Rep. Kevin McCarthy (R-Calif.) has little more than a week left to decide whether he will run for reelection next year.
That decision, the congressman said, will ultimately come down to a “gut call.”
The former House speaker has until Dec. 8 to file the necessary paperwork to declare his candidacy, but after a tumultuous year that saw him become the third-shortest-serving speaker in American history, the Republican is still weighing his options.
“If I’m walking away from something that I spent two decades at, I don’t want to look back and say I made an emotional decision,” he said at The New York Times DealBook Summit in New York on Nov. 29.
Mr. McCarthy said his goal as the leader of the Republican conference in the House had been to diversify the party. Contrasting his fellow Republicans against their Democrat counterparts, he said he felt the Democrats looked like America, whereas the GOP looked like a country club.
Ultimately, however, it was his leadership style that cost him the gavel, as several hardliners in his conference said he had failed to uphold his end of the deal he struck to secure their votes for speaker.
For Rep. Matt Gaetz (R-Fla.), who led the charge to oust Mr. McCarthy, the California congressman’s agreement to pass a stopgap spending bill on Sept. 30 to avert a government shutdown was the final nail in the coffin.
“Speaker McCarthy made an agreement with House conservatives in January and since then he’s been in brazen, repeated material breach of that agreement,” Mr. Gaetz said on Oct. 1. “This agreement that he made with Democrats to really blow past a lot of the spending guardrails we set up is a last straw.”
A ‘Better’ PresidentAt the summit, Mr. McCarthy addressed not only his own political future but also that of former President Donald Trump.
Noting that he intends to vote for President Trump in 2024, he said that under the former president’s direction, “America would be stronger.”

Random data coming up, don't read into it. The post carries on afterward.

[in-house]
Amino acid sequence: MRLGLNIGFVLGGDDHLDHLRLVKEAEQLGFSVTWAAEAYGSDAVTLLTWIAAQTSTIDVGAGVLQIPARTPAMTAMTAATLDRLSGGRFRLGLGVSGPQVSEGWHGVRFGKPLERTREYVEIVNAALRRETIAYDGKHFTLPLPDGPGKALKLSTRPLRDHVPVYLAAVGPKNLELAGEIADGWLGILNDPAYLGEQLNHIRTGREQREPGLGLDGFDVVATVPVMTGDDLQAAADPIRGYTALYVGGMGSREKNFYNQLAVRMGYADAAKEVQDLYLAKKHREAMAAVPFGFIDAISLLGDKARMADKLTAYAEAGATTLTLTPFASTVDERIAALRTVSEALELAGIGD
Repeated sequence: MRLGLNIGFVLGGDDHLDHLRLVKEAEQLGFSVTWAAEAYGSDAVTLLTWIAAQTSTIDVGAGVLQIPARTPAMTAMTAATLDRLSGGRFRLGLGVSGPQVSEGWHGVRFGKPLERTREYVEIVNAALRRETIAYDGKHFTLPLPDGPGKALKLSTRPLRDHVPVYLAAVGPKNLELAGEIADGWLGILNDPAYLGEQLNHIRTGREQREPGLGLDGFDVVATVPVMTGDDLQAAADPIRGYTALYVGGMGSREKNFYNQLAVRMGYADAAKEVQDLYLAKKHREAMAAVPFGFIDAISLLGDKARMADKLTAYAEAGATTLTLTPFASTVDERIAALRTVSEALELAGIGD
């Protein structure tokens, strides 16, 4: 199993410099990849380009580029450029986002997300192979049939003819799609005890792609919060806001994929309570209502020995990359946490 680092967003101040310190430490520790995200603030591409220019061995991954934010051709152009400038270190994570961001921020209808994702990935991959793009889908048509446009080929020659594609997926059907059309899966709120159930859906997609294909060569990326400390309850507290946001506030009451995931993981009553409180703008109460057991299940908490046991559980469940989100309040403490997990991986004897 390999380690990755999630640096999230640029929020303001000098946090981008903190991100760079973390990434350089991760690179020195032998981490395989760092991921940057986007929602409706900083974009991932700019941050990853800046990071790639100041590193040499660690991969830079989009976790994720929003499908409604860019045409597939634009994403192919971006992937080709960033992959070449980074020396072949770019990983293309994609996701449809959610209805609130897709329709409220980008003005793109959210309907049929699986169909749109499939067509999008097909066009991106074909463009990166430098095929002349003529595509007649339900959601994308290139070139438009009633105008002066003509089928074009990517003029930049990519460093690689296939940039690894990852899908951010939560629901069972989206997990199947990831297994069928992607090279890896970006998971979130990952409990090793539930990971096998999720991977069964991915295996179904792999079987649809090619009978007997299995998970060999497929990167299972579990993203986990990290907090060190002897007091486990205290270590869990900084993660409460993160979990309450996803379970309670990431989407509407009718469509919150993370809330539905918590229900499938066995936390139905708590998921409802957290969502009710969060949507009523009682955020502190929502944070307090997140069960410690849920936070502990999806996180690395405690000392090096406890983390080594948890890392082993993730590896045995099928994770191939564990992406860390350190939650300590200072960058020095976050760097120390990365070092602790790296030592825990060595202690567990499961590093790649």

The 45th president served as a key ally for Mr. McCarthy when he first sought the speakership at the beginning of the year. Over the objections of some of his strongest supporters in the House—and even after three failed votes—President Trump stood by the congressman his hour of need, urging House Republicans to do the same.
“Kevin McCarthy will do a good job, and maybe even a great job - just watch!” he assured via his Truth Social platform.
Amid Mr. McCarthy’s removal in October, President Trump was more lukewarm in his support, only expressing frustration over Republicans’ infighting.
But on Wednesday, the former speaker said he did not expect President Trump to support him in that fight and revealed that the two now have an “interesting” relationship.
When asked whether he thinks President Trump would be a great president, he paused before saying: “I didn’t say he’d be a great president. He’ll be a better president.”
Primary ChallengerIf Mr. McCarthy does choose to run again, he will need to defend his seat against primary challenger David Giglio.
A self-proclaimed “America First Republican,” Mr. Giglio is a small business owner who already boasts endorsements from prominent Trump allies, including political operative Roger Stone and retired Lt. Gen. Michael Flynn.
“I am excited to announce my campaign to defeat Kevin McCarthy in California’s 20th Congressional District,” Mr. Giglio said in an Oct. 30 statement.
“After years of being sold out to special interests, the people of the Central Valley deserve an America First Republican fighting for them in Washington and working alongside President Donald Trump to wage war against the corrupt uniparty!”
Praising the congressmen who ousted Mr. McCarthy as “courageous,” he said it was “imperative that we replace career politicians and elect America First Republicans who will secure the southern border, stop the weaponization of government, drain the corrupt swamp, and annihilate permanent Washington.”
Frank Fang and Bill Pan contributed to this report.